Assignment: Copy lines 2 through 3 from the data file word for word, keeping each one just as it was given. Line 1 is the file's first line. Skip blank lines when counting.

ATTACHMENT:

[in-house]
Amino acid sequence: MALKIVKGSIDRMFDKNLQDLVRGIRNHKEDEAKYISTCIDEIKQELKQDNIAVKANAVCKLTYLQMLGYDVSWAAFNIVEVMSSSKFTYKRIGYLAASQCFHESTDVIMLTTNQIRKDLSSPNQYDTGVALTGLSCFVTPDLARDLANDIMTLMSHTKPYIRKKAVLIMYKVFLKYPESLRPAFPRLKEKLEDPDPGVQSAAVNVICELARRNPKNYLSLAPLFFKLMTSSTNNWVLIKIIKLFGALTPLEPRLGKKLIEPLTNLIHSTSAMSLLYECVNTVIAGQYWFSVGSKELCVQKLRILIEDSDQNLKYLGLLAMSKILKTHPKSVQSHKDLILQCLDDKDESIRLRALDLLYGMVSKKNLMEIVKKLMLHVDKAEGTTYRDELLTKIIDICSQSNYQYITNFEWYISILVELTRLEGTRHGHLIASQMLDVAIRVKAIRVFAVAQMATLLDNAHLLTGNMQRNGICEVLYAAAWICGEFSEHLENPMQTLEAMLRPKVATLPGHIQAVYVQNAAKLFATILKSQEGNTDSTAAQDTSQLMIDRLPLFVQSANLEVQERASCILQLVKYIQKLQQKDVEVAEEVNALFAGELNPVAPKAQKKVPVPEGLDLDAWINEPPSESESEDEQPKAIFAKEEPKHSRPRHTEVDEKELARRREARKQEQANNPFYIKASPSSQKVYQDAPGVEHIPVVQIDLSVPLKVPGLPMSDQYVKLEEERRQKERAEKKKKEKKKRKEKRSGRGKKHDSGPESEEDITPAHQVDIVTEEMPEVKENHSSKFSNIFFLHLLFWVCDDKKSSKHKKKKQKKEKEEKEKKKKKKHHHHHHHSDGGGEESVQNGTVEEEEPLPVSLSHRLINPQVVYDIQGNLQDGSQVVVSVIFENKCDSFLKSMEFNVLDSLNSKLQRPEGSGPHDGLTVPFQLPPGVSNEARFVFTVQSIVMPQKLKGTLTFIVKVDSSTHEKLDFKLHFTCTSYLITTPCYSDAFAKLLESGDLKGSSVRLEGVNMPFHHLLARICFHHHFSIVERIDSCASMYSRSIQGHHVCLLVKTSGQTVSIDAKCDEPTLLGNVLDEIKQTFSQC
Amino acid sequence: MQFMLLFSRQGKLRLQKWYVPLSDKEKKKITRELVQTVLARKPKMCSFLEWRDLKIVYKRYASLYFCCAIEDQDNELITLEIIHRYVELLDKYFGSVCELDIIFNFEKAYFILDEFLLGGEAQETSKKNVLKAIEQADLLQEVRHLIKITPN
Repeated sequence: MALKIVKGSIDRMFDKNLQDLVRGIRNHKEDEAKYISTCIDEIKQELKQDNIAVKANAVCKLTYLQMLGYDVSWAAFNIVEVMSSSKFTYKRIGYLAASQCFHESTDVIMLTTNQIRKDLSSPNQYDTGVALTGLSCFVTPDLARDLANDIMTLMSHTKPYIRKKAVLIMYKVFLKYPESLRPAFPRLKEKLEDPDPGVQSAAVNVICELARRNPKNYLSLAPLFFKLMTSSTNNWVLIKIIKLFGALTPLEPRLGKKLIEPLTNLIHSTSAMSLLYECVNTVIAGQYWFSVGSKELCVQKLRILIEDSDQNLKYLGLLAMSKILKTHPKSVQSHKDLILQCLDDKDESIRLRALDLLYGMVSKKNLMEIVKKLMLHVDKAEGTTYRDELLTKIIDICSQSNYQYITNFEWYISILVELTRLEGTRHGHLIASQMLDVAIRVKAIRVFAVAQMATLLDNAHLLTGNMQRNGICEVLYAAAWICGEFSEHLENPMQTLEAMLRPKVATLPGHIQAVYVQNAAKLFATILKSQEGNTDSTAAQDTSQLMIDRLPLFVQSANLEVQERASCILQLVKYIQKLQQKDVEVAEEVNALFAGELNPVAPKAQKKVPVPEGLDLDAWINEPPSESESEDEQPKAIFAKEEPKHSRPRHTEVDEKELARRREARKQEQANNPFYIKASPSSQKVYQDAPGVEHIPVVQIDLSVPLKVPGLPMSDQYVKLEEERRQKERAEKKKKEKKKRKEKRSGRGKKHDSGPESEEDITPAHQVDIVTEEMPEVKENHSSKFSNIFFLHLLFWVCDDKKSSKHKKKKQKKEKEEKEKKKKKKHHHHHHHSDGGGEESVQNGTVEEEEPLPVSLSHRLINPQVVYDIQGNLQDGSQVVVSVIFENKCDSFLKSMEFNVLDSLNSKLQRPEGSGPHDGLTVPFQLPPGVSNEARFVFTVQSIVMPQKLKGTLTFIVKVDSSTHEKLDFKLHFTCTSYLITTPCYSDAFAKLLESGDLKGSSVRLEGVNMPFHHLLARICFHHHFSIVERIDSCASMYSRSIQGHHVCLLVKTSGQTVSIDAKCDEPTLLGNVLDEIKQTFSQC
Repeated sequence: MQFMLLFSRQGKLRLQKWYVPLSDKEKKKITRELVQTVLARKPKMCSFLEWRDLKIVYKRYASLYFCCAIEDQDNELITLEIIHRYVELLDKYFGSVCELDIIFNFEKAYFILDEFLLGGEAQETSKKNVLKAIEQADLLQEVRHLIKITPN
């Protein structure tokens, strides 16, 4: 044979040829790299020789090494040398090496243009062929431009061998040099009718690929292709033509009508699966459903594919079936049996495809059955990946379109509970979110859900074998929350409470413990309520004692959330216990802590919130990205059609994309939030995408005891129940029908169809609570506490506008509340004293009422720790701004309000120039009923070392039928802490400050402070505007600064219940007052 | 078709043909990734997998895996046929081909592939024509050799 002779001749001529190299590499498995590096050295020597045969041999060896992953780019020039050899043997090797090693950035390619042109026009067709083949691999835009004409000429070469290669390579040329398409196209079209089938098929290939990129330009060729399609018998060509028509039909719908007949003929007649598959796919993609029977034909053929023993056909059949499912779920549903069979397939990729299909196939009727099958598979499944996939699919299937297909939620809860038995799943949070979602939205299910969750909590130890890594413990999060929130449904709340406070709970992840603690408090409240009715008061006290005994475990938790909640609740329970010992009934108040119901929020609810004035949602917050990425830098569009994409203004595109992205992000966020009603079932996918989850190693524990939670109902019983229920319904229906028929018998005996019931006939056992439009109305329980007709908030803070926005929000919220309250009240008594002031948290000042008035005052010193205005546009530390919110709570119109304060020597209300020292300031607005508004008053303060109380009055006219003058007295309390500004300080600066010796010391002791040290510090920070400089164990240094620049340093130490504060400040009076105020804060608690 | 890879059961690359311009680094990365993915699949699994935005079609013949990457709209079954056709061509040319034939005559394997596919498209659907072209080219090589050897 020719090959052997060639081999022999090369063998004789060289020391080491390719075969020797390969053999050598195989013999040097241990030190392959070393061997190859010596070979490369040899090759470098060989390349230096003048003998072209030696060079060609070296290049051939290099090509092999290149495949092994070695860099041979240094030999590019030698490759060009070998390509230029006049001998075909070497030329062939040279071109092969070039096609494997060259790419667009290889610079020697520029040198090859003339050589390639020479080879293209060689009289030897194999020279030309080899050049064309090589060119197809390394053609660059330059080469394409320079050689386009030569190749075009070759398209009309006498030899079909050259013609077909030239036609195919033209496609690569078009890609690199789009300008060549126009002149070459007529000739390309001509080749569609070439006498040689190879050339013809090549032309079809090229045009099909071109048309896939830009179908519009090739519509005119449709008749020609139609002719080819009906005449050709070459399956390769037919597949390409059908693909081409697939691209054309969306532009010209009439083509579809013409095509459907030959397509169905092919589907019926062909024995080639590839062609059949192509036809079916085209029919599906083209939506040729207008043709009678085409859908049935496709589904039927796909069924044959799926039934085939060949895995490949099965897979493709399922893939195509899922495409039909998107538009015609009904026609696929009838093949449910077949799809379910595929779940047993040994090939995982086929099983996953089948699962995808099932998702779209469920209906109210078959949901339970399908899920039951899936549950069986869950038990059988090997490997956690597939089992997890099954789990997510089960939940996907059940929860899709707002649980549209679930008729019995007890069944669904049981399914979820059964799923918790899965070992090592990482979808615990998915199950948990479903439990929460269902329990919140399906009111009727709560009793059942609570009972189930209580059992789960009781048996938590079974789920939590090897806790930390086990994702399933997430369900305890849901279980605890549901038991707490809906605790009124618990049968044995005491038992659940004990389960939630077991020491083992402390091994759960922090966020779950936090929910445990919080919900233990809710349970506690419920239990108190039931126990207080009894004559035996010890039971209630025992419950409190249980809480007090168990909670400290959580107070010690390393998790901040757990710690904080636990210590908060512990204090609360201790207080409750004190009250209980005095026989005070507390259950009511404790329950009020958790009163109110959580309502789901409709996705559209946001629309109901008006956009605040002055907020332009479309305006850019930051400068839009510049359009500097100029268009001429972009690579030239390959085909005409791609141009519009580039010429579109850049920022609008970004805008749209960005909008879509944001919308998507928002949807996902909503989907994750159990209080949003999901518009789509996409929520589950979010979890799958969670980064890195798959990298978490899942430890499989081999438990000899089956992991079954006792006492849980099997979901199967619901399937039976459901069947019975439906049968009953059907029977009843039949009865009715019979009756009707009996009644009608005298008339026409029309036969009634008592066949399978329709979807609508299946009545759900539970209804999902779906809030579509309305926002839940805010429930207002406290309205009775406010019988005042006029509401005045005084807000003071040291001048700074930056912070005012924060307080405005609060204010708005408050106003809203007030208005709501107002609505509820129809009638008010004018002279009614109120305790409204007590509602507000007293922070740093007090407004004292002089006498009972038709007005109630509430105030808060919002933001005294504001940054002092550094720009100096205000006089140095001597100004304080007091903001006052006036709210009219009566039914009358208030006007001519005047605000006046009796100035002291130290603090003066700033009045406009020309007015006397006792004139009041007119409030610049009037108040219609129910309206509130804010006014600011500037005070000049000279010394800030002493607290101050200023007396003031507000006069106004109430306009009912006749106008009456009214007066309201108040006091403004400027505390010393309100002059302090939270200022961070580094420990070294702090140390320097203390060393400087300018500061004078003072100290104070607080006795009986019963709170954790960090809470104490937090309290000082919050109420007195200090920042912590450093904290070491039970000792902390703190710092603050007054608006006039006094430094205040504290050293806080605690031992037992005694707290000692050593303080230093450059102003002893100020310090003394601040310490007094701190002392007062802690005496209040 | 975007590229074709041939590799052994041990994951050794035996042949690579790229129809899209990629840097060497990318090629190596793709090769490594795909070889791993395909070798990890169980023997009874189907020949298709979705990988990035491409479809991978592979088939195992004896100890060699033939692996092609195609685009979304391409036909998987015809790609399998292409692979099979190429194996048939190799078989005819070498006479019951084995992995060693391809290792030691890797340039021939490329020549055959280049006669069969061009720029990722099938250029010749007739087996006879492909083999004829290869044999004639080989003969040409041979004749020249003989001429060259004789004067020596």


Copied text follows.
Amino acid sequence: MALKIVKGSIDRMFDKNLQDLVRGIRNHKEDEAKYISTCIDEIKQELKQDNIAVKANAVCKLTYLQMLGYDVSWAAFNIVEVMSSSKFTYKRIGYLAASQCFHESTDVIMLTTNQIRKDLSSPNQYDTGVALTGLSCFVTPDLARDLANDIMTLMSHTKPYIRKKAVLIMYKVFLKYPESLRPAFPRLKEKLEDPDPGVQSAAVNVICELARRNPKNYLSLAPLFFKLMTSSTNNWVLIKIIKLFGALTPLEPRLGKKLIEPLTNLIHSTSAMSLLYECVNTVIAGQYWFSVGSKELCVQKLRILIEDSDQNLKYLGLLAMSKILKTHPKSVQSHKDLILQCLDDKDESIRLRALDLLYGMVSKKNLMEIVKKLMLHVDKAEGTTYRDELLTKIIDICSQSNYQYITNFEWYISILVELTRLEGTRHGHLIASQMLDVAIRVKAIRVFAVAQMATLLDNAHLLTGNMQRNGICEVLYAAAWICGEFSEHLENPMQTLEAMLRPKVATLPGHIQAVYVQNAAKLFATILKSQEGNTDSTAAQDTSQLMIDRLPLFVQSANLEVQERASCILQLVKYIQKLQQKDVEVAEEVNALFAGELNPVAPKAQKKVPVPEGLDLDAWINEPPSESESEDEQPKAIFAKEEPKHSRPRHTEVDEKELARRREARKQEQANNPFYIKASPSSQKVYQDAPGVEHIPVVQIDLSVPLKVPGLPMSDQYVKLEEERRQKERAEKKKKEKKKRKEKRSGRGKKHDSGPESEEDITPAHQVDIVTEEMPEVKENHSSKFSNIFFLHLLFWVCDDKKSSKHKKKKQKKEKEEKEKKKKKKHHHHHHHSDGGGEESVQNGTVEEEEPLPVSLSHRLINPQVVYDIQGNLQDGSQVVVSVIFENKCDSFLKSMEFNVLDSLNSKLQRPEGSGPHDGLTVPFQLPPGVSNEARFVFTVQSIVMPQKLKGTLTFIVKVDSSTHEKLDFKLHFTCTSYLITTPCYSDAFAKLLESGDLKGSSVRLEGVNMPFHHLLARICFHHHFSIVERIDSCASMYSRSIQGHHVCLLVKTSGQTVSIDAKCDEPTLLGNVLDEIKQTFSQC
Amino acid sequence: MQFMLLFSRQGKLRLQKWYVPLSDKEKKKITRELVQTVLARKPKMCSFLEWRDLKIVYKRYASLYFCCAIEDQDNELITLEIIHRYVELLDKYFGSVCELDIIFNFEKAYFILDEFLLGGEAQETSKKNVLKAIEQADLLQEVRHLIKITPN